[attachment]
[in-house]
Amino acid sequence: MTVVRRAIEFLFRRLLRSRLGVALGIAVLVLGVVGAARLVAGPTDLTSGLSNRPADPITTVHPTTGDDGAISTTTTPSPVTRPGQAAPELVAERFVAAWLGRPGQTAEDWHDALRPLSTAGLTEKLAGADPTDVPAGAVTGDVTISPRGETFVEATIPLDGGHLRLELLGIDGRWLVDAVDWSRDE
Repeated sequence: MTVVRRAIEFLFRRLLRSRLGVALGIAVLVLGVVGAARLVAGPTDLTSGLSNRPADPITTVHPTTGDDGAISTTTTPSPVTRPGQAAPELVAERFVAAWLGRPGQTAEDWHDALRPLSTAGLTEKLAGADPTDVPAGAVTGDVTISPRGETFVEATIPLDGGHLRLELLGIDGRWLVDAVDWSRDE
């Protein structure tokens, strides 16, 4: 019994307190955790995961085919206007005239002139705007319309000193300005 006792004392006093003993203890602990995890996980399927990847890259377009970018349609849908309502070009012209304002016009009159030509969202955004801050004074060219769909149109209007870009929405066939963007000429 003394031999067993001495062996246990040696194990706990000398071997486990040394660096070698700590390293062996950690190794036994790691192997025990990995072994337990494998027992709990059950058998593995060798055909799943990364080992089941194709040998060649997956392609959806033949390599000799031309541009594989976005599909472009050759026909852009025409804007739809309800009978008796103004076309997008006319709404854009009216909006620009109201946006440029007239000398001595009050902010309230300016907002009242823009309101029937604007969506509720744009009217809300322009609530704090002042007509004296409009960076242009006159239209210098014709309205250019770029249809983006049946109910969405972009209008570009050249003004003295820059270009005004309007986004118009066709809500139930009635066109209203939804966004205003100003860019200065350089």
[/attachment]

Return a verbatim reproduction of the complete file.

[in-house]
Amino acid sequence: MTVVRRAIEFLFRRLLRSRLGVALGIAVLVLGVVGAARLVAGPTDLTSGLSNRPADPITTVHPTTGDDGAISTTTTPSPVTRPGQAAPELVAERFVAAWLGRPGQTAEDWHDALRPLSTAGLTEKLAGADPTDVPAGAVTGDVTISPRGETFVEATIPLDGGHLRLELLGIDGRWLVDAVDWSRDE
Repeated sequence: MTVVRRAIEFLFRRLLRSRLGVALGIAVLVLGVVGAARLVAGPTDLTSGLSNRPADPITTVHPTTGDDGAISTTTTPSPVTRPGQAAPELVAERFVAAWLGRPGQTAEDWHDALRPLSTAGLTEKLAGADPTDVPAGAVTGDVTISPRGETFVEATIPLDGGHLRLELLGIDGRWLVDAVDWSRDE
């Protein structure tokens, strides 16, 4: 019994307190955790995961085919206007005239002139705007319309000193300005 006792004392006093003993203890602990995890996980399927990847890259377009970018349609849908309502070009012209304002016009009159030509969202955004801050004074060219769909149109209007870009929405066939963007000429 003394031999067993001495062996246990040696194990706990000398071997486990040394660096070698700590390293062996950690190794036994790691192997025990990995072994337990494998027992709990059950058998593995060798055909799943990364080992089941194709040998060649997956392609959806033949390599000799031309541009594989976005599909472009050759026909852009025409804007739809309800009978008796103004076309997008006319709404854009009216909006620009109201946006440029007239000398001595009050902010309230300016907002009242823009309101029937604007969506509720744009009217809300322009609530704090002042007509004296409009960076242009006159239209210098014709309205250019770029249809983006049946109910969405972009209008570009050249003004003295820059270009005004309007986004118009066709809500139930009635066109209203939804966004205003100003860019200065350089």